“I like GW Bush as a person and I alsolike most of his policies” 51%“I like GW Bush as a person but I don’tlike most of his policies” 26%“I don’t like GW Bush as a person, but Ido like most of his policies” 4%“I don’t like GW Bush and I also don’tlike most of his policies” 17%
War in Iraq
The notion that the U.S. could possibly enter into a war with Iraq is being followed closely by virtually all Americans (89%). The only other story that the Times Poll asked about that has gotten more attention was the attack on the World Trade Center and the Pentagon on September 11 (98% followed that story closely). The public is divided over whether we are winning the war on terrorism, as President Bush declared in his State of the Union address. By a plurality of 47% to 43%, Americans disagree.
Although, there is growing concern for the possibility of military action against Iraq and a reluctance to go to war, more than seven out of 10 Americans are saying that military action with Iraq and Saddam Hussein is an inevitability. More than a fifth say it will probably happen and just 1% are saying it definitely won’t.
President Bush, they believe, has not made a clear, convincing case to go to war. (After his State of the Union address, only 9% said they changed their minds and would now support military action.) He also didn’t convince the nation that there is a link between Saddam Hussein and the Al Qaeda terrorist organization. Almost three-fifths (56%) say that the president didn’t provide enough evidence to link the two, while a third thought he did.
Almost two-thirds of the public agree that the U.S. should take military action against Iraq only if the U.S. had the support of the United Nations Security Council. Republicans were one of the only groups that disagreed with this statement. Even conservatives who are very loyal to Mr. Bush don’t want to go to war unless there is international consent. However, there is mild support if some allies like Great Britain supported the U.S. in its desire to take military action against Iraq even if the UN Security Council opposed it. Fifty-one percent would support military action if the U.S. had support of some allies, while a sizeable minority, 43%, opposed such a move. The younger respondents, 18–29 years old are opposed to only some support without UN approval (52%) while the elderly are split (45% each). Self-described moderates are also split (49% support, 48% oppose). There is a 19 point difference between men (61%) and women (42%) supporting this type of scenario.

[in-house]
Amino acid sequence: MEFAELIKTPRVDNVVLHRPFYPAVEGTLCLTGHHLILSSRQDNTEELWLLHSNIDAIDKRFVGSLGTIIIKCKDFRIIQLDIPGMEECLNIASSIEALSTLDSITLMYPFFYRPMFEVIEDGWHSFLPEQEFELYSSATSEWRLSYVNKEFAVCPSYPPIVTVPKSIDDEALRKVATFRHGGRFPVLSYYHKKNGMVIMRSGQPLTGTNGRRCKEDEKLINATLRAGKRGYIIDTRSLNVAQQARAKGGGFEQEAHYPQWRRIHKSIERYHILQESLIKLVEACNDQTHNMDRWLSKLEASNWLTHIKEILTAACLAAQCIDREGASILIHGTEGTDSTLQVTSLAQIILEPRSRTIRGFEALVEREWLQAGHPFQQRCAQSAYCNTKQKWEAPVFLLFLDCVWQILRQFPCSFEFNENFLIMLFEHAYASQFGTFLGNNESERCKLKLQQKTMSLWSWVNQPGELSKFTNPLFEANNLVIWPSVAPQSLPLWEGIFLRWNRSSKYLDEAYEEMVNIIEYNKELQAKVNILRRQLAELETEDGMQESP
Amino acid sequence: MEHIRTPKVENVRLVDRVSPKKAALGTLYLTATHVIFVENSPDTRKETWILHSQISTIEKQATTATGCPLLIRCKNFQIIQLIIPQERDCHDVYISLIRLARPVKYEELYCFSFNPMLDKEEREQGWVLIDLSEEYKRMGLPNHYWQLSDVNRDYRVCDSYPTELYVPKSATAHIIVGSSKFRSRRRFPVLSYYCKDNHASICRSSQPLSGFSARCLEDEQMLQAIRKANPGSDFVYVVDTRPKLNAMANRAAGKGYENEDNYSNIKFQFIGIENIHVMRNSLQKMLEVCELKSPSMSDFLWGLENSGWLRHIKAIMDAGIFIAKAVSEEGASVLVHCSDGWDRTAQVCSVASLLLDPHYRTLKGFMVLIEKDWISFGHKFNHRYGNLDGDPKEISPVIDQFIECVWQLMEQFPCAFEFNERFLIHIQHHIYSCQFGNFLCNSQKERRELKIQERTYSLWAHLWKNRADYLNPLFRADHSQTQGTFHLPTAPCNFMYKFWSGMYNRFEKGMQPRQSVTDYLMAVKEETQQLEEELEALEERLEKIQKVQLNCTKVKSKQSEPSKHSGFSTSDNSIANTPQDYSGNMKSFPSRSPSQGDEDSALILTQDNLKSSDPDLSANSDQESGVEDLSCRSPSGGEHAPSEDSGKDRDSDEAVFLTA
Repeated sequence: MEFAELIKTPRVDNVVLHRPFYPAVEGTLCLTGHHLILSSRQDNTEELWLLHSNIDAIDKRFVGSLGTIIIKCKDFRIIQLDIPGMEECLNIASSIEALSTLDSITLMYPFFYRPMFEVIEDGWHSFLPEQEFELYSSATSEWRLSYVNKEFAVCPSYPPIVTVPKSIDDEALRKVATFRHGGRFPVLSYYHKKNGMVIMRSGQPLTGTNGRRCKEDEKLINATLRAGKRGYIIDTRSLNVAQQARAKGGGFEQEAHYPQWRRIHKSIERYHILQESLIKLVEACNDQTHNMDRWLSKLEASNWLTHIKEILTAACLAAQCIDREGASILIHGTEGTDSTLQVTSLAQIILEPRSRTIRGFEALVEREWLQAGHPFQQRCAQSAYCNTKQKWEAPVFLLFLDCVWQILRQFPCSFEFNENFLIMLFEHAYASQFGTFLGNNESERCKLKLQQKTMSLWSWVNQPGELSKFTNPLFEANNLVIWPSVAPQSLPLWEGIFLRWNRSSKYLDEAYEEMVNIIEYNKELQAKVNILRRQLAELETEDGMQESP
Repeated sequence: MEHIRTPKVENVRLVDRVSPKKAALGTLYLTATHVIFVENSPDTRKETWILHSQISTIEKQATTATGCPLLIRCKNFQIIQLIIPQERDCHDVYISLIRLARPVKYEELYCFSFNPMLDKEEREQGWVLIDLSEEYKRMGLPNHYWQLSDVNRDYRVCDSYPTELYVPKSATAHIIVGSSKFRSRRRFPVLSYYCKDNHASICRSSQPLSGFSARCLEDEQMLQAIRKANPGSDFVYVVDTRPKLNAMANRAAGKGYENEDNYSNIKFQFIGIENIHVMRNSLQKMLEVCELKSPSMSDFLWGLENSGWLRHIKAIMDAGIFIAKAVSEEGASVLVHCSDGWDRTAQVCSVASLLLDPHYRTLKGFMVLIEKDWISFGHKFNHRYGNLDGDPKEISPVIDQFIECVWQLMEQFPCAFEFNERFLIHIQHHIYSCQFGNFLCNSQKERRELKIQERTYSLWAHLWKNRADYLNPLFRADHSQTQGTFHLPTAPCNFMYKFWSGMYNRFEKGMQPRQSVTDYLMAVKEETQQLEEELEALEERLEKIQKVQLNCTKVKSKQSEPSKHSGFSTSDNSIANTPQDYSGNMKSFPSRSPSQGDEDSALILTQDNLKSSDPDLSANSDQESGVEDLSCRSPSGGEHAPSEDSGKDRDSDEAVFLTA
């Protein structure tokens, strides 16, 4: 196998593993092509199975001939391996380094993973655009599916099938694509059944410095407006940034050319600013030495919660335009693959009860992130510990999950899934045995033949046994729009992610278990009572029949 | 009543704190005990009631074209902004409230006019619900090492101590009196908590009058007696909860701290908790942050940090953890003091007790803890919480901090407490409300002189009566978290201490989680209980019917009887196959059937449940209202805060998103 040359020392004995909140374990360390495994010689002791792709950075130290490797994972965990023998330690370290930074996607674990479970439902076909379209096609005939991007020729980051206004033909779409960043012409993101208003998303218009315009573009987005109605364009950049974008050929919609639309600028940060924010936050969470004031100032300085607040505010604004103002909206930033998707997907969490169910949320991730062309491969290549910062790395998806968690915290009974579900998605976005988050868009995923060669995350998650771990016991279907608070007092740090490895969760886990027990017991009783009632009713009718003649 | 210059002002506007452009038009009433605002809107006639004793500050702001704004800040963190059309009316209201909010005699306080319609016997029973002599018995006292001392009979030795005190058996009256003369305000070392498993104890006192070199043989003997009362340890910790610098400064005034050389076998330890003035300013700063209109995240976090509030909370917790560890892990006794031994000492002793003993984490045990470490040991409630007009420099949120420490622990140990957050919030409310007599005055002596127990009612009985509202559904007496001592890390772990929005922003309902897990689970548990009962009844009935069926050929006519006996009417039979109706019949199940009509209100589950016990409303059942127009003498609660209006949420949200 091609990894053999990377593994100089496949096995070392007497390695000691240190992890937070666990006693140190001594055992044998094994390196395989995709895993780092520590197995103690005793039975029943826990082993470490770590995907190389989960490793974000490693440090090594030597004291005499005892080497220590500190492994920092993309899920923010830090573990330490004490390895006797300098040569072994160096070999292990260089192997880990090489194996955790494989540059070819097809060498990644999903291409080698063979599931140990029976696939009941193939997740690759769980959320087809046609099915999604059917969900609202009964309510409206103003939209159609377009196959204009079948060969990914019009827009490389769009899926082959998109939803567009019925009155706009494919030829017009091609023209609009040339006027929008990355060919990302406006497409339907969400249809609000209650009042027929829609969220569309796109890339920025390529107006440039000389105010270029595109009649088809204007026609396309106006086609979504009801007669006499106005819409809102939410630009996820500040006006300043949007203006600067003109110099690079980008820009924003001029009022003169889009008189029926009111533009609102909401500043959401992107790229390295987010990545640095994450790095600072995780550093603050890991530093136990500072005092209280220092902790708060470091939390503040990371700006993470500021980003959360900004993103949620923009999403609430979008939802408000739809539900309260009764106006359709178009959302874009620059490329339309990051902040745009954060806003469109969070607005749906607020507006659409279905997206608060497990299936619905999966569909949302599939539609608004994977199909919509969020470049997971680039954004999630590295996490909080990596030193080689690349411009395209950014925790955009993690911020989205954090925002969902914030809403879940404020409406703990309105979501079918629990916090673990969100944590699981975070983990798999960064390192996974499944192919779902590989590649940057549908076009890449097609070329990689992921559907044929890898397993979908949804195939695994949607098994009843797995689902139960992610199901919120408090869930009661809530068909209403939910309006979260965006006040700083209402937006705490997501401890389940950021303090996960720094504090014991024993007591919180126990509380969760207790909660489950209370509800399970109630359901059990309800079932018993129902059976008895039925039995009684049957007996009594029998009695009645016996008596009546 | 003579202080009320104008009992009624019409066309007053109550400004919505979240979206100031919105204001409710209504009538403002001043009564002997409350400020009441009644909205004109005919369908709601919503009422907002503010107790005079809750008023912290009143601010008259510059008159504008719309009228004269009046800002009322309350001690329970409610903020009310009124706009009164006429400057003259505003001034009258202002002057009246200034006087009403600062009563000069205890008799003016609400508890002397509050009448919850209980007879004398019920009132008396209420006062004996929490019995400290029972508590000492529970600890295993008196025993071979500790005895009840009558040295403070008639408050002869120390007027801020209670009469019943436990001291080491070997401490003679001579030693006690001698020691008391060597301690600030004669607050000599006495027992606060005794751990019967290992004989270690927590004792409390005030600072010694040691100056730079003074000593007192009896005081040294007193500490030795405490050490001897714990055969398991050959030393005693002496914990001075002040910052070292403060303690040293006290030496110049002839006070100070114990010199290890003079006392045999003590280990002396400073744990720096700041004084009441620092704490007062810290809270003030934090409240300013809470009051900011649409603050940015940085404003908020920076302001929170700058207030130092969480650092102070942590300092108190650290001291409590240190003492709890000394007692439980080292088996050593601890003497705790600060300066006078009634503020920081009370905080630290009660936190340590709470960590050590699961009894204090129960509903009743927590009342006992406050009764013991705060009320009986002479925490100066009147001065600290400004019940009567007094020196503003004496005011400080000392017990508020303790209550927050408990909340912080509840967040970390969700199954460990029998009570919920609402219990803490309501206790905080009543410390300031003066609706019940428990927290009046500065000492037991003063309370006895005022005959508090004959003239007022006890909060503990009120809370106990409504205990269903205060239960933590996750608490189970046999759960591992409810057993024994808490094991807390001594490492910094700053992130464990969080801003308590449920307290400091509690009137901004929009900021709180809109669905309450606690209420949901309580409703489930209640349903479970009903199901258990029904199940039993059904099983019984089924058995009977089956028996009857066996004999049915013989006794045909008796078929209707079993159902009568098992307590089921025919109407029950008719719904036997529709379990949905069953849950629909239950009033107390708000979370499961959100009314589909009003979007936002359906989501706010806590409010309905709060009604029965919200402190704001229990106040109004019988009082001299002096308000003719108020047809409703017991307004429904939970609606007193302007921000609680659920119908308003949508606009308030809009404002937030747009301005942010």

Showing the same caution about sending U.S. troops in harms way, nearly three out of five respondents don’t believe there is sufficient evidence in the U.N. weapons inspectors’ report to warrant a military action against Iraq. And they are willing to wait weeks, months or as long as needed to find some incriminating evidence to convince them to go into war mode. More than a quarter would wait up to a few weeks more for U.N. weapons inspectors to continue their jobs, 16% would wait up to a few months and 19% would wait as long as necessary. About a fifth say the military should act now and 12% believe the U.S. should not take any military action at all. Americans are not wont to go to war. More than three-fifths would rather Saddam Hussein go into exile than begin military action against his country.
Yet, if the country were to go to war, 57% would support a military ground troop attack against Iraq (including 40% who strongly support it). There is a large gender gap—with men strongly supporting a ground attack (65%) while women are divided as to their feelings about war (49% support, 45% oppose). Not surprising, younger respondents (18–29 years old) are opposed to a ground attack against Iraq.
An overwhelming response from those surveyed want Hussein removed from power even if the U.N. weapons inspectors find no evidence of weapons of mass destruction. Most demographic groups concur with this statement.
Anti-War Demonstrations: Most people at this point in time are not participating in any anti-war demonstrations. Three percent surveyed say they have participated in a demonstration and 7% said they knew of people who did. Nearly three in 10 say that they agree with the demonstrators’ views on the impending military action and they feel comfortable with them protesting, 12% agree with the anti-war views, but don’t believe protesting is okay, 36% disapprove of anti-war sentiment, but they feel okay with the demonstrations and 18% disapprove of both the views of the demonstrators and their right to protest. Put another way, 40% agree with the demonstrators’ views on a possible war with Iraq while 54% disagree with their views. Nearly two-thirds believe the protesters have the right to demonstrate, while 30% don’t.